We are almost done. Indeed, every formula with n variables has at most 4n2 clauses of length 2, and hence to find a heaviest triangle, it suffices to test for the existence of a triangle of weight t for each 0 ≤ t ≤ 4n2 in turn. To test for a triangle of weight t, we go through all possible cacm5603_e.gif (t3) partitions t = t0 + t1 + t2 into nonnegative parts, and for each partition, we construct a subgraph cacm5603_g.gif of D by leaving only arcs of weight ti for arcs going from subsets of Xi to subsets of Xj with ji + 1 (mod 3). Finally, it suffices to decide whether cacm5603_g.gif has a triangle. The subgraph cacm5603_g.gif can be constructed in time cacm5603_e.gif (22n/3n) by going through all arcs of D. The total running time is thus


Because ω < 2.376, we conclude that the running time of the algorithm is cacm5603_e.gif (1.74n).

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Surprise 2: Graph Coloring

The next surprise is due to Björklund et al.6 To explain the idea of the algorithm, it will again be convenient to start with a task that may appear at first completely unrelated, namely the multiplication of polynomials. To multiply two given polynomials, the elementary algorithm is to cross-multiply the monomials pairwise and then collect to obtain the result:


In particular, if we are multiplying two polynomials of degree d (that is, the highest degree of a monomial with a nonzero coefficient is d), we require cacm5603_e.gif (d2) steps to get the result via the elementary algorithm due to the cross-multiplication of monomials. Fortunately, we can drastically improve upon the elementary algorithm by deploying the fast Fourier transform (FFT) to evaluate both input polynomials (given as two lists of d + 1 coefficients, one coefficient for each monomial) at 2d + 1 distinct points, x0, x1, x2d, then multiplying the evaluations pointwise, and finally employing the inverse FFT to recover the list of coefficients for the product polynomial. With such an algorithm, the number of operations is reduced from cacm5603_e.gif (d2) to cacm5603_e.gif (d log d).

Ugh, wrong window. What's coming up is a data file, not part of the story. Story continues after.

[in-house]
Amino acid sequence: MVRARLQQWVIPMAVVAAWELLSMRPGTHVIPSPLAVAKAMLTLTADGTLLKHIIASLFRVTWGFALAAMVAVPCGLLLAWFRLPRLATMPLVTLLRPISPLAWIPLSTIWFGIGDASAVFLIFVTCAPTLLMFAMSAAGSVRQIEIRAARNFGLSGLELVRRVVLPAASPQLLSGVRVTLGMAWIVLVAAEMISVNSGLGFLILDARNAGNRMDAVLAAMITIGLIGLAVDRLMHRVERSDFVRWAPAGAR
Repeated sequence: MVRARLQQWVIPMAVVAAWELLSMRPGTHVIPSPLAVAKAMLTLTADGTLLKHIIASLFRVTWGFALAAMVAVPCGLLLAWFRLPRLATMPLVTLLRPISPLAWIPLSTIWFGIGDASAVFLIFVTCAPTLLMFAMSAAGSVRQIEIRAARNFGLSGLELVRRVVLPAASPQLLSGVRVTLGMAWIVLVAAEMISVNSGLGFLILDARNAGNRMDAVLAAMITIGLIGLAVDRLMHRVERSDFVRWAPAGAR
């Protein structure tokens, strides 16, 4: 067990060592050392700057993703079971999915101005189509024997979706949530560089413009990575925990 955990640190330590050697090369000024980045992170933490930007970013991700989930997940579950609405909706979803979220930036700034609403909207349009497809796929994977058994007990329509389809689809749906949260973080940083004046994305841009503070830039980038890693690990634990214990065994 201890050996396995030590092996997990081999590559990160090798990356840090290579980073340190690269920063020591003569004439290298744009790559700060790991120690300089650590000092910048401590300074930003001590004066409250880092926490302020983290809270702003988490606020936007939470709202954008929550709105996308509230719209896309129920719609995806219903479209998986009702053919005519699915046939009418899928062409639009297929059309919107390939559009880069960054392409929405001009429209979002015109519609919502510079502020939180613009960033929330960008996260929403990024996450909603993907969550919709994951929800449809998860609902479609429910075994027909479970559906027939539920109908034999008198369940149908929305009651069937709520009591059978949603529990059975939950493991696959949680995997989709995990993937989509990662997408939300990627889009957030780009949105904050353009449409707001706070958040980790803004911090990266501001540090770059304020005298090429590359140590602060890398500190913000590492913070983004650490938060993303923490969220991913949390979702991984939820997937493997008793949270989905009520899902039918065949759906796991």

But what about graph coloring? Could we formulate the task of decomposing the vertex set into a union of independent sets of G as a task analogous to polynomial multiplication? Let us try to find the solution incrementally for j = 1, 2, …, k. Suppose we have a list of all the sets of vertices that decompose into a union of j independent sets of G, and would like to determine such a list for j + 1.

Let us consider an example. Figure 6 displays a graph with n = 4 whose independent sets are


For j = 2, the sets of vertices that decompose into a union of j independent sets are


Given the family of independent sets and the family of solutions for j, we would like to determine the family of solution for j + 1. Pursuing an analogy with polynomial multiplication, we can view the sets in both set families as “monomials” and multiply these “monomials” using set union. For example: